“What Assemblyman Kaminsky has done here is about our children and something that parents have been advocating for. As a public educator, and parent, I am grateful that he is seeking solutions that are about and for our children. I am calling in all lawmakers to join with Assemblyman Kaminsky in righting a ship that has sailed grossly off course.”
– Marla Kilfoyle, Long Island public education teacher and parent.

“Assemblyman Todd Kaminsky’s bill proposals aim to put children at the center of public education policy. His bills will provide the autonomy and flexible school communities must have to meet the diverse needs of all children, while creating a system that moves away from punitive and draconian policies toward a more nurturing and supportive infrastructure. I strongly support Assemblyman Kaminsky’s Bill proposals.” – Jamaal Bowman, father, and principal of CASA Middle School in the Bronx.

“It is imperative to pass this package of legislation that will reverse the laws that have stolen our classrooms and to make sure every child in New York has access to graduating with a high school diploma.” – Lisa Rudley, Westchester County public school parent and founding member of NYSAPE.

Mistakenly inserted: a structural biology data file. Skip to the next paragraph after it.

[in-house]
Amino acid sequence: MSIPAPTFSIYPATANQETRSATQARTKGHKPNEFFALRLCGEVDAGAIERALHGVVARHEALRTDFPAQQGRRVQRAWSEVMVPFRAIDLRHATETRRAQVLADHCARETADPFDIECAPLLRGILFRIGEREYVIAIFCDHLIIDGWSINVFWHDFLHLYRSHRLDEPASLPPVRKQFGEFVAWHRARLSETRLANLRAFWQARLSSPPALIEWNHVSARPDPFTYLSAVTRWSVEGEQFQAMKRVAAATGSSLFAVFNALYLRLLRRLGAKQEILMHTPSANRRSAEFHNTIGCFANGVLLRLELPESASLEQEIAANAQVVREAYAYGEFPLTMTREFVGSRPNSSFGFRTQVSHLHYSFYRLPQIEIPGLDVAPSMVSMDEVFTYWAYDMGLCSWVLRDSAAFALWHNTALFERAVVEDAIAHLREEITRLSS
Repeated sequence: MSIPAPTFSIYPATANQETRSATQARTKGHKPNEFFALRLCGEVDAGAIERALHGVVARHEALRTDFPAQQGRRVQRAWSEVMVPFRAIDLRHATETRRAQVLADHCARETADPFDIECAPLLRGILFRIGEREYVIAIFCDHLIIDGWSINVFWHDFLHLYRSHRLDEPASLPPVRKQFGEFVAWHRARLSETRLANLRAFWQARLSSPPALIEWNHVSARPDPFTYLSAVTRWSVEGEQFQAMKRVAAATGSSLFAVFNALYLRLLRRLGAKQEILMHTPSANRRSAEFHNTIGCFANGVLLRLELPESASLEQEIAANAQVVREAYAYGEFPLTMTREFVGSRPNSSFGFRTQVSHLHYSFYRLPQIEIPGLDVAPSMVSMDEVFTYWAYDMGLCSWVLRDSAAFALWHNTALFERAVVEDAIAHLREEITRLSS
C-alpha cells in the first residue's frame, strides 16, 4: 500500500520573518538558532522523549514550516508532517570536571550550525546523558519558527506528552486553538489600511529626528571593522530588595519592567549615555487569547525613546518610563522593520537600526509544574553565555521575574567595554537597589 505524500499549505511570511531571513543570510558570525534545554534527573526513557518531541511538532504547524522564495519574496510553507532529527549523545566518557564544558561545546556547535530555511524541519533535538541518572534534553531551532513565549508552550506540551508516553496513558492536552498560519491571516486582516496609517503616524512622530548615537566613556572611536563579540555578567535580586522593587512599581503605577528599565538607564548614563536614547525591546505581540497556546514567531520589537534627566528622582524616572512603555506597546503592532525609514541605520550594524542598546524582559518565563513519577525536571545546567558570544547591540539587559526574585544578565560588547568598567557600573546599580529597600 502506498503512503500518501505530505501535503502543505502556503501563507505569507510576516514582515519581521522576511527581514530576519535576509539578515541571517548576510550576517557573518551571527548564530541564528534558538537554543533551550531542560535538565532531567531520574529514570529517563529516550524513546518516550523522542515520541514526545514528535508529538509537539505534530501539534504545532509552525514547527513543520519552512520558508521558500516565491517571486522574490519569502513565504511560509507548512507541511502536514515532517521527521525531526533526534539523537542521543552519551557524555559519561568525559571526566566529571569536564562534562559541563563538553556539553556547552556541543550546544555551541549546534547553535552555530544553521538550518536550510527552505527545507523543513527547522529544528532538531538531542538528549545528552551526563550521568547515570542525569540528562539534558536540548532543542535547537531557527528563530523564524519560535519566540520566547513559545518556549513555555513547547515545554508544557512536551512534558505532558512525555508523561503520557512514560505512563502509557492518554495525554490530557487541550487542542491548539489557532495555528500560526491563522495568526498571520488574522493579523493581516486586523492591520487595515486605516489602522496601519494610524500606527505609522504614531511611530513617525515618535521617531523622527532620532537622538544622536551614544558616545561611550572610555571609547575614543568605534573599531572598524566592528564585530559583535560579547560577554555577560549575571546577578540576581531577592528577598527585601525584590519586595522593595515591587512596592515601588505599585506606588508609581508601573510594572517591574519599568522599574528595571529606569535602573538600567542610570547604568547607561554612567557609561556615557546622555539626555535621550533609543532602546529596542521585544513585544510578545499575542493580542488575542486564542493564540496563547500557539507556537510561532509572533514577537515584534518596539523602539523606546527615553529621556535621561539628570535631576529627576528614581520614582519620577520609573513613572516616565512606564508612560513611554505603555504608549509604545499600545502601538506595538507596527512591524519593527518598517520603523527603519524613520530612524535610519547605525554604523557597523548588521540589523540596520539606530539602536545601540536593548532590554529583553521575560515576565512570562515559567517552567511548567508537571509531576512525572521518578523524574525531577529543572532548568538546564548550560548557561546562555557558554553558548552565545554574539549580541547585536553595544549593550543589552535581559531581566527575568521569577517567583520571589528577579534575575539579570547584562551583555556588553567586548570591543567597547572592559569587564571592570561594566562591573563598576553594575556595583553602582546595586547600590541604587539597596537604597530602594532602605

This roving opt-out billboard can be seen driving around New York.  If you see it, give a honk of support. The truck and billboard are sponsored by New York State Allies for Public Education, a coalition of 50 parent and educator groups. NYSAPE led the historic opt out movement last spring, which persuaded the families of some 220,000 or more students to opt out of the state tests. State officials were stunned. Governor Cuomo created a task force to help him get out of the mess, which caused his poll numbers to plummet. The state Board of Regents split over the issues of high-stakes testing, and the chancellor of the Regents announced her resignation. A supporter of the parents who opted out is likely to be chosen as the new chancellor in a few days.


Parents will opt out again in 2016 because despite the stunned reaction of public officials, very little has changed. The testing goes on. The absence of useful information continues. The tests are still too long. And NYSAPE’s truck is rolling again.

Jessica McNair, a board member of New York State Allies for Public Education–a coalition of fifty parent and educator groups–explained why the opt out movement will not back down this spring. In 2015, about 20% of all eligible students refused the state Common Core tests. That was about 240,000 students. That shook up the state leadership, who have been busily devising ways to appear to placate the angry parents of New York.


Bottom line: Despite promises and threats, nothing has changed for the children. “Shortening” the tests translates into dropping one question. Making the tests untimed for students with disabilities mean these children will be tested even longer than before.